At the start of every new year, crowds descend en masse upon Boomer’s Drive-In for “Boomuary.” Every year, from the beginning of January to the end of February in honor of the anniversary of their opening, every burger is just about $3 and some change. I say “just about” because research indicates the price has increased from $2.99 in 2013 to $3.44 in 2023. This is still an excellent deal — made more impressive by the proximity to Western Washington University. With a price that good, ordering a lot is a matter of financial literacy.
Approximately 25 minutes after placing a massive order, I arrived to pick up my items. Five bags and a full drink carrier later, I was on my way. To the picker-upper go the spoils — in this case, free rein to munch on waffle fries for the drive home. And therein I rediscovered the primary problem with Boomer’s.
While sitting, the fries had cooled down to just above room temperature, and in doing so, began to transform into potato-flavored cardboard. With a production line of burgers and fries that would make Henry Ford weep with pride, the bottleneck reveals itself within the sheer quantity of people ordering. Walk-ins, phone and online orders all merge at the single register, while servers run from car to car in the drive-in.
But this gripe can be revisited shortly. While CDN’s own Hailey Hoffman posed the veritable mountain of burgers into a photogenic mass, all present reminisced on what Boomer’s meant to us. For just about anyone who’s gone to college in Bellingham, an experience like the following has happened:
Freshman year. You’ve made a few friends in the dorms and, even better, one of them has a car. One of you is a local or, at least, one of you can use Yelp. You’ve all heard of Boomer’s, just down the hill from the university. A blustery October evening comes, quintessentially Bellingham. You might not be rolling in cash, but you can all scrounge up enough for some burgers.
You all jam into the car, testing the limits of its speakers with your favorite summer tunes. Pulling into an open drive-in spot, perusing the menu and trying to remember to flip on your headlights to order. Dipping waffle fries in milkshakes, picking fallen bits of shredded lettuce off the upholstery of your friend’s car, music thumping.
Snap back to reality. You’re not a freshman anymore. The camera flash casts an unflattering light across these burgers. Cast out of the rosy glow of nostalgia, nine burgers, three orders of fries ($2.79 each), two of onion rings ($3.59 each), and three milkshakes ($4.29 each) suddenly didn’t seem like a great idea. But, for you, dear reader, I persevered.
The Boomer burger is the most basic of them all — bun, patty, cheese, lettuce, tomato, pickle and special sauce. The sauce (no doubt an amalgamation of ketchup, mayo and some kind of pickle), while being the absolute cornerstone of Boomer’s flavor profile, can combine with the overly generous handfuls of shredded lettuce to produce an overly wet experience. As a rule, I don’t eat Boomer’s burgers in my car, lest I end up with a lap soaked in special sauce. It’s a completely adequate burger, don’t get me wrong. It’s just so basic I can’t speak further on it.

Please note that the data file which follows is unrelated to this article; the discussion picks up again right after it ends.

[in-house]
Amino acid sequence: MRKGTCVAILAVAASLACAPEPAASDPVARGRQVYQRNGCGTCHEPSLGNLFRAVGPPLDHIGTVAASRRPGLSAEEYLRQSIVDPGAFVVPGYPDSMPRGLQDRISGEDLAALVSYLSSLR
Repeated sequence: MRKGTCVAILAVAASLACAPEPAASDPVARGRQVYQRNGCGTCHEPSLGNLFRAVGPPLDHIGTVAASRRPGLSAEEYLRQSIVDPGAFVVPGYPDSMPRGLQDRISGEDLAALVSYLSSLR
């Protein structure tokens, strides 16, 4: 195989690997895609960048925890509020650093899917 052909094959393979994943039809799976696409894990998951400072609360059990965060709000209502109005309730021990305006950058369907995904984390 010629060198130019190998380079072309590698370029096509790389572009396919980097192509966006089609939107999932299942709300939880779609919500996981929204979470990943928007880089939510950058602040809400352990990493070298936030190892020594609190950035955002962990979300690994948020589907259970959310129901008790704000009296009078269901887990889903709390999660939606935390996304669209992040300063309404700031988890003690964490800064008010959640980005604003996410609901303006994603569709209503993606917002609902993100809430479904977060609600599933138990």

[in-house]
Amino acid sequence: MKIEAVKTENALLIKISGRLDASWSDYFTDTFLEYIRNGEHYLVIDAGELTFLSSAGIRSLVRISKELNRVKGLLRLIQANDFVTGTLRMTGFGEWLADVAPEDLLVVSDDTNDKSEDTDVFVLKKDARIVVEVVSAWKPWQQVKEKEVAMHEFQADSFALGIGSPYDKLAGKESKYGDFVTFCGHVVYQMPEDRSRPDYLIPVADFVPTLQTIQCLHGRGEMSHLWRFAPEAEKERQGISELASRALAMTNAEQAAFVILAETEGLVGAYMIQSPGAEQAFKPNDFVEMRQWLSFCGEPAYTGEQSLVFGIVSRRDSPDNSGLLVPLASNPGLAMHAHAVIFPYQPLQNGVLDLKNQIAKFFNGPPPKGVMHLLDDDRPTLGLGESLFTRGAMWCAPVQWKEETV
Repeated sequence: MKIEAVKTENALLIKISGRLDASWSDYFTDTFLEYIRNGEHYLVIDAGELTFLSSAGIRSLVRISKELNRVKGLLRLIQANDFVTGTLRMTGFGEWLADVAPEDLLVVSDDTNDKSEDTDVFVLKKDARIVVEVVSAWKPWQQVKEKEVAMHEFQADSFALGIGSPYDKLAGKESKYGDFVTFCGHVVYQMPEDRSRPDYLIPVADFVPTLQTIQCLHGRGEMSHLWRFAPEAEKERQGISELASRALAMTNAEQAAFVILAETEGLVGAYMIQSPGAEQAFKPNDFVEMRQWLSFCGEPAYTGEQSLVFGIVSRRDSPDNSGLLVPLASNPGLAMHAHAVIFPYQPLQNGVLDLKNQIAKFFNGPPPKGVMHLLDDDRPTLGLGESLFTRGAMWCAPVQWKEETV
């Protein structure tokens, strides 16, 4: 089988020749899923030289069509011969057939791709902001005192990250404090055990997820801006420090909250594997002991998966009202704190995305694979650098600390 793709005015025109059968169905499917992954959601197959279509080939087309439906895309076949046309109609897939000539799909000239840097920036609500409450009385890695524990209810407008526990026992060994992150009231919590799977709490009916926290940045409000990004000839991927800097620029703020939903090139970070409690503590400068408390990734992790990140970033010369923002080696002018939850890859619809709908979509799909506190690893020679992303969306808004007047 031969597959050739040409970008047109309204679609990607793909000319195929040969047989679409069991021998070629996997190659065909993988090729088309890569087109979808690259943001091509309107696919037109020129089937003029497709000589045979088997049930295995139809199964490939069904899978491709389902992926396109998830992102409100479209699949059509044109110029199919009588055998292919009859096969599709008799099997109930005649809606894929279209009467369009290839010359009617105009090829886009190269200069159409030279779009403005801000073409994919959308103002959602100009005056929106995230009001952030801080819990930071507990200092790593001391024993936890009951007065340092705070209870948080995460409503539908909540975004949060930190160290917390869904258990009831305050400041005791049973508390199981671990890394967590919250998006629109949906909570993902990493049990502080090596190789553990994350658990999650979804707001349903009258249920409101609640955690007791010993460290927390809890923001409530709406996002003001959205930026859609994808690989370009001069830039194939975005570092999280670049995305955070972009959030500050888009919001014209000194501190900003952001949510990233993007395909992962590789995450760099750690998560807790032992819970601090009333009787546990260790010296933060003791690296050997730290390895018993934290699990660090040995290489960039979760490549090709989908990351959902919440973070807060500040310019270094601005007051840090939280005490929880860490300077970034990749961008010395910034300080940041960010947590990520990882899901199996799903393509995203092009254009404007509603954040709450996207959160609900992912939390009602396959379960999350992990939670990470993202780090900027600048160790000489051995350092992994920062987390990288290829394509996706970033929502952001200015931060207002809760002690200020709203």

Moving on to my personal favorite, the teriyaki burger takes the wetness up a notch. Adding teriyaki sauce and a pineapple ring to the basic Boomer Burger, this one is genuinely hazardous to your upholstery. Stains aside, the tanginess of the pickles and pineapple work together with the creaminess of the special sauce to produce a really, really good burger.
The sides are standouts, and I’d be remiss to not mention them. The waffle fries are fantastic, as long as they’re hot. If you dine in, get a second order and a milkshake of your choice to dip your much-more-likely-to-be-fresh fries in them. Boomer’s mixes up excellent hard ice cream shakes, and the difference between their milkshakes and your typical “frozen dairy beverage” is jarring. The onion rings are superb, even stone-cold. They’re shatteringly crispy with a sweet breading that plays perfectly with the onion. Pro tip — pay the extra 35 cents and get tartar sauce to dip the onion rings in.
In no particular order, I tried the mushroom Swiss burger, the Big Boom (a double), the regular chicken burger, the honey dijon chicken burger, and the vegetarian garden burger. The classed-up burgers all offer a little more culinary complexity. I can’t recommend the chicken; being a skinless breast, I’ve found they come out dry and bland. Anyway, what are you doing ordering a chicken sandwich at a burger joint?
A common thread was found between the burgers. They all feature a near-identical build — differing only in what additional sauces and toppings were added. While this makes for a lightning-fast service, it means stepping up to something a little fancier than the Boomer burger without asking for less sauce, or even omitting one, which ensures you’re going to be wearing it.
That focus on assembly line efficiency has no doubt played a tremendous part in Boomer’s success, but it cements them firmly in place as a college spot. But that’s OK, because they don’t have any illusions of grandeur at Boomer’s. They know what they are — a near-mythic establishment, a cornerstone of the college experience in Bellingham and without a doubt the most well-known burger joint in town.
While they’re extra-appealing in the two months of Boomuary, pretending they’re not an iconic part of the Bellingham food scene is disingenuous. They’re not trying to be anything they’re not, and they deliver on everything they claim to be: a solid, low-cost, high-speed drive-in. If you’re ever feeling that tugging of nostalgia, look no further than Boomer’s.
Boomer’s Drive-In is open from 11 a.m. to 10 p.m. Sunday through Thursday, and 11 a.m. to 11 p.m. Friday and Saturday at 310 N. Samish Way. Info: 360-647-2666 or boomersdrivein.com.